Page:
Hirshorn Exhibit: Song 1

(image via Hirshorn collection)

The Hirshhorn Museum in DC has an extremely cool new exhibit called Song 1, by artist Doug Aitken. For those who don’t live here, the Hirshhorn is part of the Smithsonian Institution, located on the National Mall.  It is an unusually round-shaped building in Washington.

(image via Wikipedia

Artist Doug Aitken was impressed by its shape when he first visited the Hirshhorn Museum two years ago, describes the “very immediate  reaction” he had to the building. “It has this incredible mass, this incredible weight.  I felt that something should happen here.” Aitken surrounded the building in projectors, turning the exterior of the museum into a 360-degree projection screen with a massive circumference 725 feet wide, making it the world’s largest movie screen.

The music of Song 1 comes from the 1934 song by Harry Warren and Al Dubin, “I only have eyes for you.” The song is covered, by a series of artists, including Beck, Devendra Banhart, Nico Jaar, and No Age, on a continuous loop. Each version is accompanied by a brief visual interpretation or mini-music-video of that artist’s take on the song.

(image via Hirshorn collection)

Some of the ones that stuck with me: 1. Several scenes of hundreds of cars passing on the freeway, slowly focus on the individual drivers of those cars, each singing “I only have eyes for you.” Then the car singers all blend together in a unity that makes the traffic seem like a beautiful unified human chorus, instead of an isolated human monotony. 2. Two men in black tie perform an homage to the shoo-wop singers of the 1950s, covering the song while lit with single overhead spotlight, swaying and snapping to the beat. 3. Two workers in the same textile factory sing the song to each other from across conveyor belts. The scenes catch the assembly lines and singers from different angles, until the scene slowly melts into a beautiful kaleidoscope.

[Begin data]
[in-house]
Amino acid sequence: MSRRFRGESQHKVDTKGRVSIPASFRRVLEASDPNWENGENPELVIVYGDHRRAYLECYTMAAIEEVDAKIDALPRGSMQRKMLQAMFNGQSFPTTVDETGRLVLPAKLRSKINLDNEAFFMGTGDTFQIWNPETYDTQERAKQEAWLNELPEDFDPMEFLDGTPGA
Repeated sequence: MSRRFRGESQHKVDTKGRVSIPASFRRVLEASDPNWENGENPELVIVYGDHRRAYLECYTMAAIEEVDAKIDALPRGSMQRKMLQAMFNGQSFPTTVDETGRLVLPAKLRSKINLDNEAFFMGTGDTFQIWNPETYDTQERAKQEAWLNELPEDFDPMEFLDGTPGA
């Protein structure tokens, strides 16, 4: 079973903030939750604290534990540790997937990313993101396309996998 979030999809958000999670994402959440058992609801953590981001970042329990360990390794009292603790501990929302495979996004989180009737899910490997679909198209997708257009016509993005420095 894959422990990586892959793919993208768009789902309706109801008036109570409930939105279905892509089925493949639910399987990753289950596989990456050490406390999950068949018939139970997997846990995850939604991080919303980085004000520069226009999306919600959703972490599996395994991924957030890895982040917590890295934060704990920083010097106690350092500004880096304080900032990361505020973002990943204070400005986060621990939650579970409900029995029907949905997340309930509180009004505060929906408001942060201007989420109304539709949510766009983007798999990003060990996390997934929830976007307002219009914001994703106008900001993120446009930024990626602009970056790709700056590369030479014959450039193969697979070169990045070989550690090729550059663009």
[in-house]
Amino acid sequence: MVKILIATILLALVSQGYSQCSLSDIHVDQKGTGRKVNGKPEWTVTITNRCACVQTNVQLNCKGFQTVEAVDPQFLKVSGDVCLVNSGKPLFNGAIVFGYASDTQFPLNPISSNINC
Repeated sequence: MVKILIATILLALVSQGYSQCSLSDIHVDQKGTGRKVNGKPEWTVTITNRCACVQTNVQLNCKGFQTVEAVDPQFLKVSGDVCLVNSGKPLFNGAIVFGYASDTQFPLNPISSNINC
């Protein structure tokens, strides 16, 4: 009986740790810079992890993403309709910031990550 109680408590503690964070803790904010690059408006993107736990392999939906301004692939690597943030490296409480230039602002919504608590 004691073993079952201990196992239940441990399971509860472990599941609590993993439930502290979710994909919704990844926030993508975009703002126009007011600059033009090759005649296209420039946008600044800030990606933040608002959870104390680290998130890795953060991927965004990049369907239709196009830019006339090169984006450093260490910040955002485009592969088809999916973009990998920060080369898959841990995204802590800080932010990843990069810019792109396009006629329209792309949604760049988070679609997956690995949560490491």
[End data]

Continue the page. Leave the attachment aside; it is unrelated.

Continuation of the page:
(Photo by Frederick Charles via Doug Aitken Workshop)

The transitional scenes  in between the covers are just as amazing. Reels of recording tape spin around the building. A ring of single matches appear, and then suddenly light, surrounding the building in individual flames. We came up to the building, from the Mall side, and sat on a short wall for about 20 mins, then walked around the building, slowly taking it in, and settled in a new location – sitting on the grass in the sculture garden on the Independence Ave. side of the building. Even though the whole set is only about 40 mins long, we ended up staying through two whole runs just to take it all in.

(Photo by Frederick Charles via Doug Aitken Workshop)

And the song keep repeating, in different versions, over and over – alternately sad, poignant, and haunting, and then cute, sweet and inspiring in the next iteration. The overall effect is absolutely hypnotic and beautiful.

The Hirshorn calls Song 1 its “boldest commissionto date,”  and “one of  the most groundbreaking exhibitions in its history.” I have to agree. It is only showing for a limited time – from March 22  through May 13, from dusk to midnight. So hurry to see it while you can! PS. Special thanks to my soon-to-be sister-in-law Amy for telling me about it!


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